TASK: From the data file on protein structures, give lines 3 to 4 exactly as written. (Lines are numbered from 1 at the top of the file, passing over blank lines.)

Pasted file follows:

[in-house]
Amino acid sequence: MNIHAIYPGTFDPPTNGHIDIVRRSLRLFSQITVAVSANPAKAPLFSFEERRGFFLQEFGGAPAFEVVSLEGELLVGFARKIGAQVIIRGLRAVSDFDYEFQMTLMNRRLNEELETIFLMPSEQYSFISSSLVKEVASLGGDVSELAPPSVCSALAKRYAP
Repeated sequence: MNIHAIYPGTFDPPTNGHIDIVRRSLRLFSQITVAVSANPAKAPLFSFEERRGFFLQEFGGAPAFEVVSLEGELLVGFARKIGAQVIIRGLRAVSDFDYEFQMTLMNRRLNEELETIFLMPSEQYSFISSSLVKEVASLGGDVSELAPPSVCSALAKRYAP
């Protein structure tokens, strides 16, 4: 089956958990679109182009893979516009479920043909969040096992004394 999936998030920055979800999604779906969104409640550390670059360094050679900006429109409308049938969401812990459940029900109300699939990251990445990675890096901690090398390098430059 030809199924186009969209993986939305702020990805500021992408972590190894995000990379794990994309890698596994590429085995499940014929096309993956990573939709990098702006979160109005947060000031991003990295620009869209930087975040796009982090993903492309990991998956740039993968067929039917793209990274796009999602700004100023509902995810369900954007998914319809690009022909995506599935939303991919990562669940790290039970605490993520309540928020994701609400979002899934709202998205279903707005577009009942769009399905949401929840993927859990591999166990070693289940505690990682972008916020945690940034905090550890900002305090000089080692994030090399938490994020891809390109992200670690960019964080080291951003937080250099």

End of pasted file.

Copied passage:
Repeated sequence: MNIHAIYPGTFDPPTNGHIDIVRRSLRLFSQITVAVSANPAKAPLFSFEERRGFFLQEFGGAPAFEVVSLEGELLVGFARKIGAQVIIRGLRAVSDFDYEFQMTLMNRRLNEELETIFLMPSEQYSFISSSLVKEVASLGGDVSELAPPSVCSALAKRYAP
């Protein structure tokens, strides 16, 4: 089956958990679109182009893979516009479920043909969040096992004394 999936998030920055979800999604779906969104409640550390670059360094050679900006429109409308049938969401812990459940029900109300699939990251990445990675890096901690090398390098430059 030809199924186009969209993986939305702020990805500021992408972590190894995000990379794990994309890698596994590429085995499940014929096309993956990573939709990098702006979160109005947060000031991003990295620009869209930087975040796009982090993903492309990991998956740039993968067929039917793209990274796009999602700004100023509902995810369900954007998914319809690009022909995506599935939303991919990562669940790290039970605490993520309540928020994701609400979002899934709202998205279903707005577009009942769009399905949401929840993927859990591999166990070693289940505690990682972008916020945690940034905090550890900002305090000089080692994030090399938490994020891809390109992200670690960019964080080291951003937080250099």